A tragic situation in Prince George, British Columbia has the RCMP encouraging parents and caregivers to have open, honest conversations with their children about financial sextortion.
Catherine Tabak is the senior manager for cybertip.ca, the national tipline for reporting incidents of online child sexual abuse and exploitation, and it is operated through the Canadian Centre for Child Protection. She explained what sextortion is.
“Sextortion is really specific to groups of individuals, normally criminal enterprises, who are looking to get into quick contact with either young victims or young adults with the intent of getting a financial gain from them by using, or coercing them into sending sexual pictures or videos and using that content to then threaten or extort them for financial gain, whether that be through sending money or gift cards,” Tabak stated.
The situation often begins with accounts on social media or messaging platforms pretending to be a young woman, or someone of a similar age to a youth or young adult who sends a friend request. From there, it generally escalates very quickly, engaging in sexual conversation and typically has explicit pre-recorded video or images of a young woman. They use those images to coerce their victims into sending similar photos or videos in return, and then use that content to threaten them into sending money or gift cards, in exchange for not telling family and friends about the content.
“These situations really happen very quickly, sometimes in a matter of minutes, and we see them escalate very quickly,” Tabak continued. “These extortion groups are relentless, and so they’re sending messages every five seconds to their victims, really applying pressure and creating this environment where their victims are doing anything possible out of desperation.”
The Saskatchewan RCMP is encouraging people to take steps to safeguard themselves, no matter their age, from financial sextortion. This includes remembering you never really know who you are talking to online, as scammers often pretend to be other people to earn the trust of their victims.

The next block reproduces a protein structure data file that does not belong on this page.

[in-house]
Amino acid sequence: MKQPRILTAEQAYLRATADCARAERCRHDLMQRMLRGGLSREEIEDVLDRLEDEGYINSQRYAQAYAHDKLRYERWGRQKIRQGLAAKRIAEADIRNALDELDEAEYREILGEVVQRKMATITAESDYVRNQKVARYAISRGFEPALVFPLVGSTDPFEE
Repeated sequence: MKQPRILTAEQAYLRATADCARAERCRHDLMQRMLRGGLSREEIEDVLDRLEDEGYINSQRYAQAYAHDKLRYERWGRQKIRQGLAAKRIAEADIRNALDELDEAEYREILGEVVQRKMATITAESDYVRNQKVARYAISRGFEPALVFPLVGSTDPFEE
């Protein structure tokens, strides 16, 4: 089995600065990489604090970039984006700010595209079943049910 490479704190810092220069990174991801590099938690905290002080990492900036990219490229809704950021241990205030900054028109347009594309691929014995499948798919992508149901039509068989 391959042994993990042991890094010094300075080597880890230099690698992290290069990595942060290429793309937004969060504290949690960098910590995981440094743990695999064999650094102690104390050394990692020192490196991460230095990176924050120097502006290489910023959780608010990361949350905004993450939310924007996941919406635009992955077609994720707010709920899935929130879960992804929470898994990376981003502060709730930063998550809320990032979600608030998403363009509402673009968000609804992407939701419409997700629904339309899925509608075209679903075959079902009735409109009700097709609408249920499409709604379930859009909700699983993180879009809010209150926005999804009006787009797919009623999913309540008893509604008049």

They advise to not send intimate photos or videos. As soon as they are sent to someone else, or posted online somewhere, you lose control of them. They also encourage parents to monitor the online activity of their children, including social media use and search history.
If you do find yourself the victim of a sextortion scam, police advise to stop talking to the suspect immediately, and deactivate, but not delete, any social media accounts being used to communicate with the suspect. Keep any record of conversations you can, don’t send any money or gift cards, and contact the police right away.
For parents who are looking for resources to help with the conversations with their children, Tabak said they have those available through cypertip.ca.
“We also have a support services team through our needhelpnow.ca website, but there’s a wealth of information there tied to specifically what sextortion is, steps that you can take to help manage when you find yourself in such an incident, but the most important part is really just reaching out and getting help because these extortion groups are relentless, and it is not reasonable to think that a child can manage this type of situation on their own,” Tabak added.